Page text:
Not all movies need to be two hours and a slow pace isn’t automatically artistic. It would do a lot of horror filmmakers good to remember that. There has been a barge of awfully slow paced, long, horror flicks coming out that just do not have the story to fill that time. That is not saying it can’t work, it can and has; The Arbors just isn’t one of those cases. That’s also not saying that The Arbors is a bad film, it’s totally fine, but it is annoying seeing films made by first time feature filmmakers that could be great if they had someone watching over the work that knows when to edit.
The film is about a locksmith, Ethan, who is awkward—both socially and in general. He has a strained relationship with his brother Shane. Ethan seems to be obsessed about his childhood, while Shane is not. Their relationship is cordial, at best. One day, Ethan finds a spider-like creature and takes it home. He puts it in a box. It manages to destroy the box. He puts it in a bigger box. It starts killing people.
The creature and Ethan have a kind of connection that is either unexplained or I missed when it was explained. There are some Lovecraftian aspects to the creature and how it is driving this normal isolated man insane by a mixture of guilt, gruesomeness, and banality.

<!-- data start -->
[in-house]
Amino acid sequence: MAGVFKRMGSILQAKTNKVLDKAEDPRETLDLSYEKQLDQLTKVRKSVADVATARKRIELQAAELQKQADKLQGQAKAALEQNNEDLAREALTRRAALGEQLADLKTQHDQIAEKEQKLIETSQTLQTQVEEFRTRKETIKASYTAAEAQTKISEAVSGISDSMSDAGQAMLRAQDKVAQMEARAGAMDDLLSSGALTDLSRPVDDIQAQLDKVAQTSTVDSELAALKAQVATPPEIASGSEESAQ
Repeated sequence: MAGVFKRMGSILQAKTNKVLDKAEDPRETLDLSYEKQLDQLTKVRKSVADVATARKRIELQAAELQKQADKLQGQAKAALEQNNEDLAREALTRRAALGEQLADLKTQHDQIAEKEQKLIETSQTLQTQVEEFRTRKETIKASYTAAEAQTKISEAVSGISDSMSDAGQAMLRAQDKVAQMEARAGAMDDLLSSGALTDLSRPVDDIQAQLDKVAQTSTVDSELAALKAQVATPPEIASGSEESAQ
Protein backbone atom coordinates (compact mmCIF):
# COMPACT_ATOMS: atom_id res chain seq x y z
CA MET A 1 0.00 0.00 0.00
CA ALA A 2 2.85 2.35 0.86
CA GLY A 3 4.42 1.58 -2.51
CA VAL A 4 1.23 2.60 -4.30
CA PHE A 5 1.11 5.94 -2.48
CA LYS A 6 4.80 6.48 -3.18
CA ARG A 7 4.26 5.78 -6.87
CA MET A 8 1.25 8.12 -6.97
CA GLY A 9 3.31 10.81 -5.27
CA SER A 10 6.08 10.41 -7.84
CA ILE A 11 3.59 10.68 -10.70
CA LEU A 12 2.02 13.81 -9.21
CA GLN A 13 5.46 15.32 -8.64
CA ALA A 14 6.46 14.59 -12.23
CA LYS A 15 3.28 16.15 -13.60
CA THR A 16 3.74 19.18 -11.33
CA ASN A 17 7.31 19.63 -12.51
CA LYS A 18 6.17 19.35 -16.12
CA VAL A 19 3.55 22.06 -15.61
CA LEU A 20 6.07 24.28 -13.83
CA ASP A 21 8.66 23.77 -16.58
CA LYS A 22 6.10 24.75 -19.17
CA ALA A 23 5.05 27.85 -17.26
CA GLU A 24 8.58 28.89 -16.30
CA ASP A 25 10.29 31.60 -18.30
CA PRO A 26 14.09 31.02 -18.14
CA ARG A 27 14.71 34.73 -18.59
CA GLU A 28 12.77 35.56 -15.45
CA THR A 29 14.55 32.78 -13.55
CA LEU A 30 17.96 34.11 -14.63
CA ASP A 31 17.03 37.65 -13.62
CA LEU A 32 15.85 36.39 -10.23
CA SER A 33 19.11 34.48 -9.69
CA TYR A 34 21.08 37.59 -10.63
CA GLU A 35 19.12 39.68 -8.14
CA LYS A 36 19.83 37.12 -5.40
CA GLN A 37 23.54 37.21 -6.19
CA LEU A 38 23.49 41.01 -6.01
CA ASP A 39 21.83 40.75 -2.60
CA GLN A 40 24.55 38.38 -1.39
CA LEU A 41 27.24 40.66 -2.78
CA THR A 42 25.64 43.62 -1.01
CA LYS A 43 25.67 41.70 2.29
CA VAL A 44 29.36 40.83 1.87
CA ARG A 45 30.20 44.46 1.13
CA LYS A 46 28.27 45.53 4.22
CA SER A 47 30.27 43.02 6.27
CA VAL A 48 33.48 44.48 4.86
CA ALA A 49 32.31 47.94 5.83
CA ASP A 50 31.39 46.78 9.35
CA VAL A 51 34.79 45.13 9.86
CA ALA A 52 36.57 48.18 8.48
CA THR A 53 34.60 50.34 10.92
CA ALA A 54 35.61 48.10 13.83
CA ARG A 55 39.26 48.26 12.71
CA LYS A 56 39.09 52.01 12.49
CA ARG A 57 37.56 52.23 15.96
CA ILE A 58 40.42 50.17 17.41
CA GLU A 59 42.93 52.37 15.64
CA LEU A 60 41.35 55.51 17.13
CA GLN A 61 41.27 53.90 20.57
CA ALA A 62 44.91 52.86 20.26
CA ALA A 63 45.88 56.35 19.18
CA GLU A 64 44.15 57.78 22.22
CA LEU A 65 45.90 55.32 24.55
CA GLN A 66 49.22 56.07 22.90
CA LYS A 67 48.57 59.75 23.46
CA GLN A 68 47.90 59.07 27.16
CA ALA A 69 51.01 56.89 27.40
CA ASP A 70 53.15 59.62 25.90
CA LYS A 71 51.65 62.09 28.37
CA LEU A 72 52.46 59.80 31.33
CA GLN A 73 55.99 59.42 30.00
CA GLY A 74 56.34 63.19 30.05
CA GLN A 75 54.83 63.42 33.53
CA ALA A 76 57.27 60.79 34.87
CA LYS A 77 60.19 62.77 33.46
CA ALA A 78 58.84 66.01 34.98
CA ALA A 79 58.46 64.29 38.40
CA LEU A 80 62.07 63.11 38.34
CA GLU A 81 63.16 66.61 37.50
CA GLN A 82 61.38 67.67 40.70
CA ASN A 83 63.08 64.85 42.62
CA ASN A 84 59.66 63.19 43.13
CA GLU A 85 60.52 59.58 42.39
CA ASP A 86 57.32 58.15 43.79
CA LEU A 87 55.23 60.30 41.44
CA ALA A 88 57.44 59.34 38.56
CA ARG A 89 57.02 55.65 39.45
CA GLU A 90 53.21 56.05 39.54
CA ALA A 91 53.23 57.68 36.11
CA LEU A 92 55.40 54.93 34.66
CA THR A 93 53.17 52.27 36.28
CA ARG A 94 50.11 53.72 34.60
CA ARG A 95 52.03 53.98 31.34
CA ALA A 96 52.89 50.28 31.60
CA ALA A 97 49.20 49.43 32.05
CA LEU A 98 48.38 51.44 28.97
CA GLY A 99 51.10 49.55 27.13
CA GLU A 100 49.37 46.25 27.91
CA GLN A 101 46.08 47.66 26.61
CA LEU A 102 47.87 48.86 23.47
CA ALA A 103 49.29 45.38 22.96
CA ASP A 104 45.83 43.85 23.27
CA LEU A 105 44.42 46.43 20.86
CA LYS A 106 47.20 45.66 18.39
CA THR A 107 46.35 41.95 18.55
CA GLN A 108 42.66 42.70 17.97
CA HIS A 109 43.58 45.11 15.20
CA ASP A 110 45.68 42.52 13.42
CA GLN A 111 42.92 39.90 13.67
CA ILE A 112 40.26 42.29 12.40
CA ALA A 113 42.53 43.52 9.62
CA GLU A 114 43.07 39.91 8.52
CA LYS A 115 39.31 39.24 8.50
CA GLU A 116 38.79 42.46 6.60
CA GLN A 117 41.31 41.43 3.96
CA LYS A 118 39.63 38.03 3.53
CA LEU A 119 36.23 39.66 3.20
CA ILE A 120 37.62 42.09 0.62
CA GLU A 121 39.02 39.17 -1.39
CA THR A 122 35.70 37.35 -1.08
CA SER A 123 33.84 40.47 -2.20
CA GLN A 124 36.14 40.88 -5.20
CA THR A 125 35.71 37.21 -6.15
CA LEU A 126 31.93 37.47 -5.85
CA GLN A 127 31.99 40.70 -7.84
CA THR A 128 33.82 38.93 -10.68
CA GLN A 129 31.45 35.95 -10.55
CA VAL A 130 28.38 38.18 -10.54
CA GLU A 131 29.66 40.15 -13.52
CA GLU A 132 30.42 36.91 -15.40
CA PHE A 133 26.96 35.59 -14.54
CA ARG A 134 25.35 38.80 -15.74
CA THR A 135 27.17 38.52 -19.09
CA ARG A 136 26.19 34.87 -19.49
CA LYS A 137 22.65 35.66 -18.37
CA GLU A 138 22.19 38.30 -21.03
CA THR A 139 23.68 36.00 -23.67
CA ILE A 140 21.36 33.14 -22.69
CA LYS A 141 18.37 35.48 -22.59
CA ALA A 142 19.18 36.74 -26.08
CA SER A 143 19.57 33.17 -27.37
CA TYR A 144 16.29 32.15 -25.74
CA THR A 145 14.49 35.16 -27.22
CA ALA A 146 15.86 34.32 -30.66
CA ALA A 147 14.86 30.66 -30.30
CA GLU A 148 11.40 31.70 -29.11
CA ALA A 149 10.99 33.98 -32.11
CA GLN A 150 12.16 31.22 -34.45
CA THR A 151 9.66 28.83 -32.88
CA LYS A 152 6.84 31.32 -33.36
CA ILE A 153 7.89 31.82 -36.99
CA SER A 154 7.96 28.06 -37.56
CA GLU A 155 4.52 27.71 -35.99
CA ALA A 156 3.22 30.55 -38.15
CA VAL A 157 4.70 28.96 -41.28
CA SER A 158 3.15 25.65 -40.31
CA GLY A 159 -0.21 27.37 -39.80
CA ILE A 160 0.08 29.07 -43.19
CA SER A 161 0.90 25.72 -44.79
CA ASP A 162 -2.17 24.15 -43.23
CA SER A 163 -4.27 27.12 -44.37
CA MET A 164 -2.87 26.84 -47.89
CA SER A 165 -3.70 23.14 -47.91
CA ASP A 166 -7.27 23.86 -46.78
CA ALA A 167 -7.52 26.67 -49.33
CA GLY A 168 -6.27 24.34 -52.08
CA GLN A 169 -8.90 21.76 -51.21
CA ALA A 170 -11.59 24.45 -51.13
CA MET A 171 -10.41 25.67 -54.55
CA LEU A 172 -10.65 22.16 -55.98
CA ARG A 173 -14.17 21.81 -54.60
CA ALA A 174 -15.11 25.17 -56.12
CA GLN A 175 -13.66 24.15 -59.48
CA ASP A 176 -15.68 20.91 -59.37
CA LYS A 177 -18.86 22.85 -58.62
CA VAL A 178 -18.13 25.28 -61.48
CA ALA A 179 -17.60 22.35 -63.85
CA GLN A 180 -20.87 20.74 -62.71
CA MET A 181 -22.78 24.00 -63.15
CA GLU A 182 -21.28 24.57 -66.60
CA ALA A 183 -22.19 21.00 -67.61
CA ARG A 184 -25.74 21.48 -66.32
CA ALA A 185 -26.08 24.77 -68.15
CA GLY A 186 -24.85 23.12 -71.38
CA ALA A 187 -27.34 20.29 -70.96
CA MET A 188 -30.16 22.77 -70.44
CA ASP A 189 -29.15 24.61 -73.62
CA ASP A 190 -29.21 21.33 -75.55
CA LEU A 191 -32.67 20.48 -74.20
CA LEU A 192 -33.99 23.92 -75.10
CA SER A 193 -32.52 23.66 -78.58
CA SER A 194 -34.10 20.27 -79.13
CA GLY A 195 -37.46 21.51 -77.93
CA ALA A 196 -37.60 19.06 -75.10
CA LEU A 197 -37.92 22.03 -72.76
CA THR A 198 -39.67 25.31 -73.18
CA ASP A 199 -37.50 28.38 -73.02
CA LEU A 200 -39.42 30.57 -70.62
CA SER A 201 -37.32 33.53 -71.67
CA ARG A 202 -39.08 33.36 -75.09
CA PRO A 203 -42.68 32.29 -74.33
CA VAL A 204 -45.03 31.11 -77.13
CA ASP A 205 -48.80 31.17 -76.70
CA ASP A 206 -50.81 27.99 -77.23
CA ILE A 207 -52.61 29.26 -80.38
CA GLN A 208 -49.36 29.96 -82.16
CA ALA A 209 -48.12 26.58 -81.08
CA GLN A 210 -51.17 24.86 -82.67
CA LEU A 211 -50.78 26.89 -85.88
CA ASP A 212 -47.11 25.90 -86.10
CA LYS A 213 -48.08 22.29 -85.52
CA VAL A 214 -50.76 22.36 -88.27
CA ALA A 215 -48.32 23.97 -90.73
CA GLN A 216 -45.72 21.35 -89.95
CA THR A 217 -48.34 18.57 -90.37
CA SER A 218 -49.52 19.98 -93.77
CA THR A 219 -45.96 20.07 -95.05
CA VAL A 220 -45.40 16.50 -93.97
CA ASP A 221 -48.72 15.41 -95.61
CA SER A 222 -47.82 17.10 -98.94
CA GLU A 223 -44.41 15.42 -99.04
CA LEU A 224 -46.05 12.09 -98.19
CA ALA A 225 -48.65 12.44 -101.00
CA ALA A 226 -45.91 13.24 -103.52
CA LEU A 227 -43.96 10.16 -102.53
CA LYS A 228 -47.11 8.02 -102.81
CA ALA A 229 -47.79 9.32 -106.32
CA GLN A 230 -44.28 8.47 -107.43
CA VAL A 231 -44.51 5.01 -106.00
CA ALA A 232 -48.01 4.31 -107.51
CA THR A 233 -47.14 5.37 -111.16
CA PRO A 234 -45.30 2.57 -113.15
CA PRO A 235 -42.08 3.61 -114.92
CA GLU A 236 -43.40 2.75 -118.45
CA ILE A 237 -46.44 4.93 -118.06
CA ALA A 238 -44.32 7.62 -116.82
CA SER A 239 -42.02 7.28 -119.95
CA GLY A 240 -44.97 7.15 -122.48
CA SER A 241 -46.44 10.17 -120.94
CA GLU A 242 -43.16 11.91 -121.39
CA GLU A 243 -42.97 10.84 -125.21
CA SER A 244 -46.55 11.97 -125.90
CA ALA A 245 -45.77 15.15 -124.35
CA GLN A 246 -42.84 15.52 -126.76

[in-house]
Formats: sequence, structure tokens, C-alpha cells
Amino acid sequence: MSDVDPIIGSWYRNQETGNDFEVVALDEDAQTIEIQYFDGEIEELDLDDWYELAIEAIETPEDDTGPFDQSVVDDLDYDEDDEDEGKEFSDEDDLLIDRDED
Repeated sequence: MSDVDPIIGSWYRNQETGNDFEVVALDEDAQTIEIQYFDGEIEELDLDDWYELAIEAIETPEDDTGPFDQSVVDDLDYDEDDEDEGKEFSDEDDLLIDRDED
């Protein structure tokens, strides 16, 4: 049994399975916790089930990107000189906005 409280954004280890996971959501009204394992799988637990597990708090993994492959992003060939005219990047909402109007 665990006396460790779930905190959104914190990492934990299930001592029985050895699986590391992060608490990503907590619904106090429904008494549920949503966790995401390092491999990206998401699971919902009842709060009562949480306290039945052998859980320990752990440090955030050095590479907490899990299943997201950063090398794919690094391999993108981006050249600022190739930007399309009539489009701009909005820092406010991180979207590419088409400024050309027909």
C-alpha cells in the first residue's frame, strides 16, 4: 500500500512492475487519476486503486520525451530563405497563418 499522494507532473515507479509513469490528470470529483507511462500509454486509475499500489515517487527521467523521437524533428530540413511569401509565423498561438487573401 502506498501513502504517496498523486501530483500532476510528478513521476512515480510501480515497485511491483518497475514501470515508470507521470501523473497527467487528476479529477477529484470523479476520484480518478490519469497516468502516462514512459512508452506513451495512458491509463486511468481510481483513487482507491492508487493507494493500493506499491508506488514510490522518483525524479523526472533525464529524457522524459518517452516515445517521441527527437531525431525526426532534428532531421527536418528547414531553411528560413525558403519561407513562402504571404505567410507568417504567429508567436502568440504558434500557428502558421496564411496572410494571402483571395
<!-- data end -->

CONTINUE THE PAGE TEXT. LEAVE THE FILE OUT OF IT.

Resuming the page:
As creature features go, The Arbors looks terrific. There is obvious talent behind the camera here. Technically speaking, the movie holds up. Unlike so many horror films, it is color corrected and graded, the sound is top notch—it hits all the right boxes for me there. The three lead actors are good performers, but some problems arise when less talented supporting actors are on screen: the overall quality drops quite a bit.
Lurking inside that two-hour runtime there is a great 80-minute flick; however, in its current state it becomes dull at times and uninteresting. The mind wanders away from the screen while a lonely man reflects awkwardly on what to do with this murderous creature that he has connected with.